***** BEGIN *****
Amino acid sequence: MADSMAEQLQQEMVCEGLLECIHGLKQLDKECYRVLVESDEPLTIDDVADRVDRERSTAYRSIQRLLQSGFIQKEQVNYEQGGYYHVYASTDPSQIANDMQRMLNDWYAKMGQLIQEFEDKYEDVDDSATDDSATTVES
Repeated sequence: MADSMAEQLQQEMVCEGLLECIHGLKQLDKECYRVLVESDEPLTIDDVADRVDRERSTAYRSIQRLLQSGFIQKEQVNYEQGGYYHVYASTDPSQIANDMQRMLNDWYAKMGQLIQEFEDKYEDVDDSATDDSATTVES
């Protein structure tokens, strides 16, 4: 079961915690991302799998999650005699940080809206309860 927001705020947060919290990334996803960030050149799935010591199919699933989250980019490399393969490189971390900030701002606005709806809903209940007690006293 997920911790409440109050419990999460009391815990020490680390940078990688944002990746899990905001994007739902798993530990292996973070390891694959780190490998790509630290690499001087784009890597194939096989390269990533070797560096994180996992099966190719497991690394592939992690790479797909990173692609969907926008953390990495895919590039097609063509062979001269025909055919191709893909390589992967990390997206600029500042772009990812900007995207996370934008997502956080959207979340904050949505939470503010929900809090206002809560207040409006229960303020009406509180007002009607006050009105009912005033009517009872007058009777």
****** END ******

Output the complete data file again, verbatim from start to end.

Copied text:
Amino acid sequence: MADSMAEQLQQEMVCEGLLECIHGLKQLDKECYRVLVESDEPLTIDDVADRVDRERSTAYRSIQRLLQSGFIQKEQVNYEQGGYYHVYASTDPSQIANDMQRMLNDWYAKMGQLIQEFEDKYEDVDDSATDDSATTVES
Repeated sequence: MADSMAEQLQQEMVCEGLLECIHGLKQLDKECYRVLVESDEPLTIDDVADRVDRERSTAYRSIQRLLQSGFIQKEQVNYEQGGYYHVYASTDPSQIANDMQRMLNDWYAKMGQLIQEFEDKYEDVDDSATDDSATTVES
């Protein structure tokens, strides 16, 4: 079961915690991302799998999650005699940080809206309860 927001705020947060919290990334996803960030050149799935010591199919699933989250980019490399393969490189971390900030701002606005709806809903209940007690006293 997920911790409440109050419990999460009391815990020490680390940078990688944002990746899990905001994007739902798993530990292996973070390891694959780190490998790509630290690499001087784009890597194939096989390269990533070797560096994180996992099966190719497991690394592939992690790479797909990173692609969907926008953390990495895919590039097609063509062979001269025909055919191709893909390589992967990390997206600029500042772009990812900007995207996370934008997502956080959207979340904050949505939470503010929900809090206002809560207040409006229960303020009406509180007002009607006050009105009912005033009517009872007058009777």